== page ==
The basis of the size is its cross-sectional area. It follows the categorization of the American Wire Gauge (AWG) system. The table below shows that larger diameter ones have a smaller AWG. In comparison, smaller diameter ones have a bigger AWG.

Cable Size (AWG)

Metric Equivalent

6

13.3

5

16.8

4

21.1

3

26.7

2

33.6

1

42.4

1/0

53.5

2/0

67.4

3/0

85.0

4/0

107.2

For example, a 4-gauge wire has a diameter / cross-sectional area of 21.1, whereas a 3/0-gauge wire has a diameter of 85.0.

Distance between the location and power source

The distance between the power source and the location is important in determining which AWG size you should get. Looking at the table below, you will see the size you need for a given length and electrical current. These are all at a 75°C temperature rating.

Current (amps)

Duty Cycle (%)

Combined Lengths of Electrode and Work Cables

0 to 50 ft.

51 to 100 ft.

101 to 150 ft.

151 to 200 ft.

201 to 250 ft.

125

30

6

5

3

2

1

150

40

6

5

3

2

1

180

30

4

4

3

2

1

200

60

2

2

2

1

1/0

225

30

3

3

2

1

1/0

250

30

3

3

2

1

1/0

250

60

1

1

1

1

1/0

300

60

1

1

1

1/0

2/0

350

60

1/0

1/0

2/0

2/0

3/0

400

60

2/0

2/0

2/0

3/0

4/0

400

100

3/0

3/0

3/0

3/0

4/0

500

60

2/0

2/0

3/0

3/0

4/0

600

60

3/0

3/0

3/0

4/0

2 2/0

600

100

2 1/0

2 1/0

2 1/0

2 2/0

2 3/0

650

60

3/0

3/0

4/0

2 2/0

2 3/0

700

100

2 2/0

2 2/0

2 3/0

2 3/0

2 4/0

800

100

2 3/0

2 3/0

2 3/0

2 3/0

2 4/0

1000

100

3 3/0

3 3/0

3 3/0

3 3/0

3 3/0

1200

100

4 4/0

4 4/0

4 4/0

4 4/0

4 4/0

1500

100

5 4/0

5 4/0

5 4/0

5 4/0

5 4/0

If you have 220 amps and a distance of 150 ft, you will need a 2-gauge size wire. If you have 600 amps and a distance of 180 ft, you will need a 4/0-gauge wire.

Duty cycles and rated output

A welding machine has a duty cycle and rated output. The duty cycle is the measurement of its output capacity over ten minutes. The machine can perform at a certain amperage at a given time before the windings reach their maximum operating temperature. On the other hand, the rated output is the maximum electrical current the machine can produce.

A machine rated for 250 amps at a duty cycle of 30% would output 250 amps for 3 minutes. The way to calculate this is to get the duty cycle percentage of 10 minutes. In this example, the 30% of 10 minutes is 3 minutes. When a machine hits its duty cycle, it shuts down to cool down for the remaining minutes.

You can typically find the duty cycle and the rated output on the back of your machine.

FAQ

What wire is used for welding leads?

Welding leads typically use a four gauge cable, also known as 4/0 cable. Since welding leads require flexibility and ease of movement, a four gauge cable is ideal.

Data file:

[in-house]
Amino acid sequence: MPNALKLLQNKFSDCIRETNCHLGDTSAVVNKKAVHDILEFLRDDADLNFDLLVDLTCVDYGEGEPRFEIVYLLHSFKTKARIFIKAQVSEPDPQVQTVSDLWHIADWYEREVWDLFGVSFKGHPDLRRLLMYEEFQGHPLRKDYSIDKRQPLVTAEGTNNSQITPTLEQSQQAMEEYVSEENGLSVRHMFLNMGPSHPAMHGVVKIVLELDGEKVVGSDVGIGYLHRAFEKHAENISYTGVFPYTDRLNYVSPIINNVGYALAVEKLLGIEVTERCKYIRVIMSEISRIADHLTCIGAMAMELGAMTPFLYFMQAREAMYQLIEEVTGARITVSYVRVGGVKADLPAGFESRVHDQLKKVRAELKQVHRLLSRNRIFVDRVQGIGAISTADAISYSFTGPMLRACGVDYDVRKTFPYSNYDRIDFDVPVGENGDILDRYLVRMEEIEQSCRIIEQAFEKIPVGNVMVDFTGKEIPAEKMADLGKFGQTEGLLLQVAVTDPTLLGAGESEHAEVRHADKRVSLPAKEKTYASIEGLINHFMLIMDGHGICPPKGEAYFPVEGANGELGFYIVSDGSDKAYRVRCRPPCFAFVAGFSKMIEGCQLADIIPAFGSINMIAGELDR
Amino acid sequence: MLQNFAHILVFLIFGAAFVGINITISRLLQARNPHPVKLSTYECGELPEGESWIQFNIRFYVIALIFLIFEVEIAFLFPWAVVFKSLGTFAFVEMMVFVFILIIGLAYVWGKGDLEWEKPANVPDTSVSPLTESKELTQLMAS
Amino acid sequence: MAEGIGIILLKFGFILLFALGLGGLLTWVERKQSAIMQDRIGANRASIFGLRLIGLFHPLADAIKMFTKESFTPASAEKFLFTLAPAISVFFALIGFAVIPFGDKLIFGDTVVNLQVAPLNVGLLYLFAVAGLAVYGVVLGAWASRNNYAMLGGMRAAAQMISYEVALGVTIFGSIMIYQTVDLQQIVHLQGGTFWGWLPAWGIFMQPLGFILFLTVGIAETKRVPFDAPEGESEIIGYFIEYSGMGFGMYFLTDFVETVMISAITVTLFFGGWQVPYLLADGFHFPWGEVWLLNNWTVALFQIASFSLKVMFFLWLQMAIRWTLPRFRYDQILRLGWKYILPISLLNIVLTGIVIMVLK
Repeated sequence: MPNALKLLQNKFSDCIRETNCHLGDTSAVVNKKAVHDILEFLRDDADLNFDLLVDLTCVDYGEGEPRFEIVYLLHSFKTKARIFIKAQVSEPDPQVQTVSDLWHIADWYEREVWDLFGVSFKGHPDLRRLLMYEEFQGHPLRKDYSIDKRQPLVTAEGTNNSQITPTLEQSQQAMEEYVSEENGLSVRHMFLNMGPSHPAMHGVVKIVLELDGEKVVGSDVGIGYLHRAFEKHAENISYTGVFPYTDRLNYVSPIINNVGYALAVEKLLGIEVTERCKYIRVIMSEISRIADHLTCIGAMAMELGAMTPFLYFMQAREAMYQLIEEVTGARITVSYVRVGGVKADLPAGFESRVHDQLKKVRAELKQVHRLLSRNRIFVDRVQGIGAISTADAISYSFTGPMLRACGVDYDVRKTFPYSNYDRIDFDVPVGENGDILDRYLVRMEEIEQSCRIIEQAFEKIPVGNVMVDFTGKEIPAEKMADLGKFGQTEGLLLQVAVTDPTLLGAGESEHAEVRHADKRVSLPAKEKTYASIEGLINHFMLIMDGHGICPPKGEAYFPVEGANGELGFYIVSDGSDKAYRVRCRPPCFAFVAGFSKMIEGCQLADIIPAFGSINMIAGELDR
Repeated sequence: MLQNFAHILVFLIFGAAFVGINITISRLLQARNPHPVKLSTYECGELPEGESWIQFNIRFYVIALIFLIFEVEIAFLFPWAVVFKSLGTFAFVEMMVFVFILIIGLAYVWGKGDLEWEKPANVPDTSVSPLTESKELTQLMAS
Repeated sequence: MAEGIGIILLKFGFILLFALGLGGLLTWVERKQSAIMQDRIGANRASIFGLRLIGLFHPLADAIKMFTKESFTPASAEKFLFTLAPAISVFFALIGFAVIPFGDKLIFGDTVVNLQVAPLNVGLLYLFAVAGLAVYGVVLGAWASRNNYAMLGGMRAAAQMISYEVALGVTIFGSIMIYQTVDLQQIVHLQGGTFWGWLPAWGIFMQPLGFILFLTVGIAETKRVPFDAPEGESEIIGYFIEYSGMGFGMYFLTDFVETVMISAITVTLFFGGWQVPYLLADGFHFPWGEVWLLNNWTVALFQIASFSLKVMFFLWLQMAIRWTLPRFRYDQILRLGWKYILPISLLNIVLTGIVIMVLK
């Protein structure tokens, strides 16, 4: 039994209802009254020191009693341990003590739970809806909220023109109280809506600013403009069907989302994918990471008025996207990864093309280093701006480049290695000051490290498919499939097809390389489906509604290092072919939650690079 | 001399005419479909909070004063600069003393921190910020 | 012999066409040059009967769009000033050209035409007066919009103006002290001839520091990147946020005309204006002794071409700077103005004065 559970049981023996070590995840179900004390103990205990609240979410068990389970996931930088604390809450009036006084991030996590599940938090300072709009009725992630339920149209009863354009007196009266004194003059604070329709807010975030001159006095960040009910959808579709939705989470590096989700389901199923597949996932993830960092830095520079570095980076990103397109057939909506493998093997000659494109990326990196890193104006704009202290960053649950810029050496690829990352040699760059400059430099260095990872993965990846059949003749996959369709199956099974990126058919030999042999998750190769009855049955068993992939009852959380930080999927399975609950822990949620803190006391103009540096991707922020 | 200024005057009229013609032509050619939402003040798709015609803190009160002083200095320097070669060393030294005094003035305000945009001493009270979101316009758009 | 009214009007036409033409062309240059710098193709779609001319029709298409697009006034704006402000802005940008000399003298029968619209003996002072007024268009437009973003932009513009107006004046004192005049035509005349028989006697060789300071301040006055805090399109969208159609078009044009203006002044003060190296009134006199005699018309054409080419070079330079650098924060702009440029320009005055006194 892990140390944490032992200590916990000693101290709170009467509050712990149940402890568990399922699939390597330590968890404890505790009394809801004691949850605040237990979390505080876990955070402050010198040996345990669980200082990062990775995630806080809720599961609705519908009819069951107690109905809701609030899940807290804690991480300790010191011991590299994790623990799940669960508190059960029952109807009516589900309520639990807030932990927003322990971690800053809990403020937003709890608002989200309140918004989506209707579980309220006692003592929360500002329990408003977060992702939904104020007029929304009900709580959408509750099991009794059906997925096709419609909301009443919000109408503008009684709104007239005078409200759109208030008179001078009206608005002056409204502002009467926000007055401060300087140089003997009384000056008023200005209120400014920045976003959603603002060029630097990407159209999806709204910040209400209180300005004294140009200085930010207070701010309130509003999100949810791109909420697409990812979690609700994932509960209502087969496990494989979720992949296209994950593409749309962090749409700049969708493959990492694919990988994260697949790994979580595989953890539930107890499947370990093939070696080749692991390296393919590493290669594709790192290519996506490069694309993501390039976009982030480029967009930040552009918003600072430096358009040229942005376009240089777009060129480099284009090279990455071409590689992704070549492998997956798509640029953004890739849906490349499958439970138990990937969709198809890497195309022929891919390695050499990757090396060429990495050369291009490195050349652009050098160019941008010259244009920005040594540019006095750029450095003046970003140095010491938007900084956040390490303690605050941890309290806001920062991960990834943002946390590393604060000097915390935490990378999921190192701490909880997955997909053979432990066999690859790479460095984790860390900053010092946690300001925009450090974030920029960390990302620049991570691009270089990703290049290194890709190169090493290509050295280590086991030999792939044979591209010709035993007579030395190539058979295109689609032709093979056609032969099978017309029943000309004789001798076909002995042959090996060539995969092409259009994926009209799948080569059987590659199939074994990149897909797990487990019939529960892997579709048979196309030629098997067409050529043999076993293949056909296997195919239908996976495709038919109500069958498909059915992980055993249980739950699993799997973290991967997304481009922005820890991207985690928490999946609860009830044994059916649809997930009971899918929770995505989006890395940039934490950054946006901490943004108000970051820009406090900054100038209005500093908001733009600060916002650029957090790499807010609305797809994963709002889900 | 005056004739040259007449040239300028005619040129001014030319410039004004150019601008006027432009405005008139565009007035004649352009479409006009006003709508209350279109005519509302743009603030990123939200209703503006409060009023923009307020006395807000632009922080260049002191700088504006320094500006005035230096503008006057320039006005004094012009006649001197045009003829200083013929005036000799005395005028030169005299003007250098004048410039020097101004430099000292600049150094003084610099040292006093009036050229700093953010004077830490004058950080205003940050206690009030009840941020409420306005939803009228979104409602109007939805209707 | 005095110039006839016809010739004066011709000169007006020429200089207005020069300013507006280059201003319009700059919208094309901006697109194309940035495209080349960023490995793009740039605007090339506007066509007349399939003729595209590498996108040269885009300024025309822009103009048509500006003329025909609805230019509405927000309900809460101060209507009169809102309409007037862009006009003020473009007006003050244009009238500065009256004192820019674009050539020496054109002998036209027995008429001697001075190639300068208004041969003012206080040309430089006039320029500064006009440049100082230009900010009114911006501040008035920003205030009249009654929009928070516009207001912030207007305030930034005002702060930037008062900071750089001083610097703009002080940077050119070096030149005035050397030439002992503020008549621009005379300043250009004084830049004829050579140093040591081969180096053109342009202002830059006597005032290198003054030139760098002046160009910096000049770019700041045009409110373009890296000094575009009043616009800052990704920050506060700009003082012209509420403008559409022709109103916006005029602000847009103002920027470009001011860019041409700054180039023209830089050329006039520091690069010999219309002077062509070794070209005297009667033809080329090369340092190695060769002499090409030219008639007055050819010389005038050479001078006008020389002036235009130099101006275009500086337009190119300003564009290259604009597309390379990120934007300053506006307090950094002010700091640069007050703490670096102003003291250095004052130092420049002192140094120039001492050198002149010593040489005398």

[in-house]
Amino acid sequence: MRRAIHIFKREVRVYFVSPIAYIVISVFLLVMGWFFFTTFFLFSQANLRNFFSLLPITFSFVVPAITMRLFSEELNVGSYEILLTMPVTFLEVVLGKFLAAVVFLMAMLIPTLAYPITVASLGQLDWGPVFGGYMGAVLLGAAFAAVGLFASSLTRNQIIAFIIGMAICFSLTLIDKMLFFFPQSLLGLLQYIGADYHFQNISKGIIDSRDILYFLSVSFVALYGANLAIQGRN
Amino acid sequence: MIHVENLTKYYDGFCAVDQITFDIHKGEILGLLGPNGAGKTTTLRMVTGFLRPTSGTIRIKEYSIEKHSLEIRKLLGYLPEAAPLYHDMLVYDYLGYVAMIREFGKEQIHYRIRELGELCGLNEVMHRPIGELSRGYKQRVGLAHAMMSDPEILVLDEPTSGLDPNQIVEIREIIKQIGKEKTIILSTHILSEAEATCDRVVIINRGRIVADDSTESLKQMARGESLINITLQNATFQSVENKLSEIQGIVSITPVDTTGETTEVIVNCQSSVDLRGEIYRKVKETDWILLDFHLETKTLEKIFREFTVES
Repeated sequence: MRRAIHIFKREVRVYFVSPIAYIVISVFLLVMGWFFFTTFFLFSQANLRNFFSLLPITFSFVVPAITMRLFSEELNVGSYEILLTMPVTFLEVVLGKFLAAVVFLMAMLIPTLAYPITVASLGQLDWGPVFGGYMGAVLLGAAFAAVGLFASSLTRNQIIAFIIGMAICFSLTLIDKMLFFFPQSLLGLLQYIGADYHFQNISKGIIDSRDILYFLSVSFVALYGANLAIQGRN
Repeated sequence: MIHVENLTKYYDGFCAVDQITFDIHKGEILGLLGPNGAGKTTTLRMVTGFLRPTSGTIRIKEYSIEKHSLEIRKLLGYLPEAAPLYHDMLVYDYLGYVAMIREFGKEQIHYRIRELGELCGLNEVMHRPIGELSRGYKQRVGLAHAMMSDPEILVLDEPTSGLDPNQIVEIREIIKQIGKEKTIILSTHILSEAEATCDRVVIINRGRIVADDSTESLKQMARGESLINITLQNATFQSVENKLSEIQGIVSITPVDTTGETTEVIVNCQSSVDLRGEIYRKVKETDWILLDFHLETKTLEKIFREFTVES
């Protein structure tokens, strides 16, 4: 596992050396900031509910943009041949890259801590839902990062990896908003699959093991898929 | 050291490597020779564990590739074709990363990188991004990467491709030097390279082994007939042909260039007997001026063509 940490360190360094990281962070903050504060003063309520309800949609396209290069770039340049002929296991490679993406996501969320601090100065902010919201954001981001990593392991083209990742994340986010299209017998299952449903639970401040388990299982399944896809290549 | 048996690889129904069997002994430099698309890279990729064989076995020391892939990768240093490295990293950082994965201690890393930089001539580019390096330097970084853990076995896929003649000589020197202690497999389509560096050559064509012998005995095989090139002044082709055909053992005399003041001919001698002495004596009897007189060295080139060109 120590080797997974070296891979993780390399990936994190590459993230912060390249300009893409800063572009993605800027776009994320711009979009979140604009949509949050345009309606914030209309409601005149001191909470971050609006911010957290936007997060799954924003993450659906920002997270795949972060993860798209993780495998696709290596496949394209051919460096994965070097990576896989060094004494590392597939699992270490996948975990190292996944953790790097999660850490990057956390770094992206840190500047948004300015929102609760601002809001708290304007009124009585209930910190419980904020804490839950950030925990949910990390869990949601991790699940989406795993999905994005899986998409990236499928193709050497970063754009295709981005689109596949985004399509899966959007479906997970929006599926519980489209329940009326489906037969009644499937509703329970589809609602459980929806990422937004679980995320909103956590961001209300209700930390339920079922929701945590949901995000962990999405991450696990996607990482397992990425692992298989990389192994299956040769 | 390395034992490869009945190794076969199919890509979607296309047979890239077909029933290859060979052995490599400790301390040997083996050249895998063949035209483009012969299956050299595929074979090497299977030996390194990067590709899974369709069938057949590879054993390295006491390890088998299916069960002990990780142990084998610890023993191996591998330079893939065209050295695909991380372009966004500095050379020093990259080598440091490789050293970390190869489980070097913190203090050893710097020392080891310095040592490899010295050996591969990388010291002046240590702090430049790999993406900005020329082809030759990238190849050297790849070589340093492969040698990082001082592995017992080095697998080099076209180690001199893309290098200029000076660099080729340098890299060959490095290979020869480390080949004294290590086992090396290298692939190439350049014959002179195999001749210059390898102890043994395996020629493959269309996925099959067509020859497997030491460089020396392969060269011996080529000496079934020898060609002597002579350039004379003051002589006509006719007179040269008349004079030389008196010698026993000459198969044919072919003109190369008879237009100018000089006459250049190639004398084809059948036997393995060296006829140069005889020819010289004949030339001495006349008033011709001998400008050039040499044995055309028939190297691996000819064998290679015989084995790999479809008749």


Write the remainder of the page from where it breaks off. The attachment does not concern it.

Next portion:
How much is it per foot for welding leads?

The welding cable price per foot varies depending on the type of wire used. For example, a 4-gauge wire per foot of welding cable retails at around $30. However, a 6-gauge wire per foot of welding cable costs about $22.

What size wire is welding cable?

Welding cables use wire of size 4 or 4/0.

Is welding cable the same as battery cable?

Welding cable and battery cable share certain similarities. Such as, both have the same gauge. It means they carry current in either a 12V or 24V application. However, welding cables are designed to carry higher voltage and withstand the motion. But battery cables operate on low voltage and lack the requirement for flexibility.

If you’re looking to determine the welding cable size, here is a set of steps you need to follow:

How do you determine welding cable size?

  1. Measure the distance between the welding table and the power source.

    To determine the length of the cable, use a measuring tape to measure the distance from the power supply. Make sure to include any electrode holder or wire feeder, or workpiece clamp along the path. Double the distance measured as that is what you’d need to complete the circuit. So for a 100ft of length, a cable of 200ft is required.

  2. Measure the amperage requirement.

    It’s essential to anticipate the amperage requirement well before purchasing the cable. If the line is too short, it may not be able to keep up with your current needs.

  3. Figure out the rated output and the duty cycle of your machine.

    Typically, the rated output is mentioned on the device itself. It’s the maximum current produced by the machine, which helps determine the amperage requirement.

    For the duty cycle, you must calculate the output capacity as a percentage based on 10 minutes. If a machine is rated at 300A at 40%, you could produce 300A for 4 minutes (where the base is set at 10 minutes). The remaining 6 minutes are considered the cooling period for the machine.   

  4. Trace down the cable size.

    Once you’ve noted the particulars mentioned above, you can trace the size that fits all the requirements from the ‘Welding cable size’ table provided.

Leave a Comment

Your email address will not be published.